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The Self

The problem of the nature of the self asks what the self is, and the focal point of my research concerns the role that a narrative plays in one's self conception. Much of my research on the self has been done collaboratively with David Lumsden, and our view has it that the self isn't composed of one narrative but many different threads all interwoven together to constitute a self.

Edited Collection 

Virtue, Narrative, and the Self: Explorations of Character in the Philosophy of Mind and Action

(Routledge, 2020)

Editors: Joseph Ulatowski and Liezl Van Zyl

Virtue, Narrative, and Self connects two philosophical areas of study that have long been treated as distinct: virtue theory and narrative accounts of personal identity. Chapters address several important issues and neglected themes at the intersection of these research areas. Specific examples include the role of narrative in the identification, differentiation, and cultivation of virtue, the nature of practical reasoning and moral competence, and the influence of life’s narrative structure on our conceptions of what it means to live and act well. This volume demonstrates how recent work from the philosophy of mind and action concerning narrativity and our understanding of the self can shed new light on questions about the nature of virtue, practical wisdom, and human flourishing.


This book will be of interest to scholars and advanced students working in virtue theory, moral philosophy, philosophy of mind and action, and moral education.

Articles / Chapters

Do Political Convictions Infect Every Fibre of Our Being? 

Social Epistemology (forthcoming).

with David Lumsden

Many countries’ constituencies are populated by polarised groups with sharply contrasting political loyalties and convictions, which appear to be becoming more and more extreme. We wish to explore such extreme political convictions with a focus on their place in a supporter’s mind, which underpins their engagement with a political movement. We look at how a political narrative can be internalised within the person as one of their narrative threads alongside other narratives concerning, for example, familial relationships, hobbies, and work. Such a bundle of narrative threads, or at least the more central ones, can be said to constitute their identity. Using that framework, we explore the mechanisms that foster such extreme political engagement and the way a group member is committed to a political narrative. As even a very powerful political narrative is not the totality of a person’s internal narrative we can see how an individual has the potential to release the hold of a political narrative, particularly if those outside the political narrative can recognise and acknowledge those non-political parts of their identity. In this way, people can build bridges across socio-political divides.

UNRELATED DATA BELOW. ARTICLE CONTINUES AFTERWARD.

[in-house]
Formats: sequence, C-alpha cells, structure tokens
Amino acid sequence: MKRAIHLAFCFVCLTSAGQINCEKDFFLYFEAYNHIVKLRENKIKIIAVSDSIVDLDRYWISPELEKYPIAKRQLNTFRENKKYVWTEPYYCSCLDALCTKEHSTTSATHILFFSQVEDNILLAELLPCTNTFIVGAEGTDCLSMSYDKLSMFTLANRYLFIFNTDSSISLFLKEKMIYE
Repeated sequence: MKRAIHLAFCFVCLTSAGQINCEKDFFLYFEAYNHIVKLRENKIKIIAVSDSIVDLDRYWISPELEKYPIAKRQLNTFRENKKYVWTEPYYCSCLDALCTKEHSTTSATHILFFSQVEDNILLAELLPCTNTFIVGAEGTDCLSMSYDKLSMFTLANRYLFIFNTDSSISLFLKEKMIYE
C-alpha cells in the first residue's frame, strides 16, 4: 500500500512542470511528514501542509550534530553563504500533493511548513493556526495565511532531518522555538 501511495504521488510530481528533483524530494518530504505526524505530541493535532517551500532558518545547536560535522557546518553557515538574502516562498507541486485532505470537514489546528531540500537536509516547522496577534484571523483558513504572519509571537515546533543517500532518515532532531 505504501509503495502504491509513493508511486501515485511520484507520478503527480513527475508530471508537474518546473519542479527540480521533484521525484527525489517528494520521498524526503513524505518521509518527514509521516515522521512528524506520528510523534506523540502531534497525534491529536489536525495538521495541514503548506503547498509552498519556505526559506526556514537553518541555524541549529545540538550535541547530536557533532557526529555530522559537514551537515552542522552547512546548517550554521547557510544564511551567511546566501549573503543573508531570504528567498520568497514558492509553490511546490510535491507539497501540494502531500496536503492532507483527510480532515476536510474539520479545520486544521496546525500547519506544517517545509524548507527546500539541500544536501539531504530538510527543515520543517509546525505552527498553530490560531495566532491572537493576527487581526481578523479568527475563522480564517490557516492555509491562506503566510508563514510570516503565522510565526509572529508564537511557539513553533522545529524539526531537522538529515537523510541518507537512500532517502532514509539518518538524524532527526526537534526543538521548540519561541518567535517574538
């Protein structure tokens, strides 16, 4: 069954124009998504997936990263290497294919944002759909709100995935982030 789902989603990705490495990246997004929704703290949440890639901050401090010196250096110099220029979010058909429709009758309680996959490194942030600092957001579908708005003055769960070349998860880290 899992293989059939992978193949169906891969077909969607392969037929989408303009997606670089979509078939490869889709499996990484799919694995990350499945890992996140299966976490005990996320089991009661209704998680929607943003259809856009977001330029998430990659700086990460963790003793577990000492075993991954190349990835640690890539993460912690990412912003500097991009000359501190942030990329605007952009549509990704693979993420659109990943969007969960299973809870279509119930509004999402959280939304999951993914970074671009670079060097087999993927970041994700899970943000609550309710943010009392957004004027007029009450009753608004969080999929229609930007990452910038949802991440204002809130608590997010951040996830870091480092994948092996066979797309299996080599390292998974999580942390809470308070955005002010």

Virtues, Self-Narratives and the Causes of Action

Acta Analytica (2023) 3.2: 249-262.

with David Lumsden

Virtues can be considered to play a causal role in the production of behaviour and so too can our self-narratives. We identify a point of connection between the two cases and draw a parallel between them. But, those folk psychological notions, virtues and self-narratives, fail to reduce smoothly to the underlying human physiology. As a first step towards handling that failure to connect with the scientific framework that is the familiar grounding for our understanding of causation, we consider the causal theory of action, a leading theory of action, which shows how reasons, understood as an appropriate pair of beliefs and desires, can be treated as causes of action. Davidson’s picture is based on cause as a relation between events, which can have both a description in scientific terms and in folk psychological terms. The character of both virtues and self-narratives is not that of events, even extended ones, so we need to refer to examples of scientific explanation that incorporate structural properties of objects. While we retain the spirit of the causal theory, we wish to guard against any unwarranted optimism that an explicitly scientific explanation for human action lies in our future, drawing on Chomsky’s view that a causal explanation of human actions is likely to remain beyond human science forming capacities. We take a mild-realist view of virtues and self-narratives, in the style of Dennett. We argue that, in spite of that limited form of realism, underlined by Chomsky’s mysterian position in this domain, we still need to frame our explanations of behaviour based on virtues and self-narratives in causal terms.

Self as One and Many Narratives

Balkan Journal of Philosophy (2021) 13.1: 11-20.